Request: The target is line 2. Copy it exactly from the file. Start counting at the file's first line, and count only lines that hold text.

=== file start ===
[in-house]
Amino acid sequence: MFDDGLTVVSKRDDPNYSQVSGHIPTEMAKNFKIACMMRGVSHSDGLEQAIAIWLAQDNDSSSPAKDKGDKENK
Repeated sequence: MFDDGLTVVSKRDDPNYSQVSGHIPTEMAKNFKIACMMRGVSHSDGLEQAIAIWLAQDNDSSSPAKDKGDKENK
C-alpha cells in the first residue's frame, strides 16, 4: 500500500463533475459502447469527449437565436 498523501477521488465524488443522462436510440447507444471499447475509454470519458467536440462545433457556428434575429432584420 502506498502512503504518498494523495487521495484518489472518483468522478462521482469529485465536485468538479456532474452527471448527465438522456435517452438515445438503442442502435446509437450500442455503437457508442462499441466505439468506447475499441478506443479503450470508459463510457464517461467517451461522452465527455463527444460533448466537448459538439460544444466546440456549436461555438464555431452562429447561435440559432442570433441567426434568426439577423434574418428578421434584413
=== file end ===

Amino acid sequence: MFDDGLTVVSKRDDPNYSQVSGHIPTEMAKNFKIACMMRGVSHSDGLEQAIAIWLAQDNDSSSPAKDKGDKENK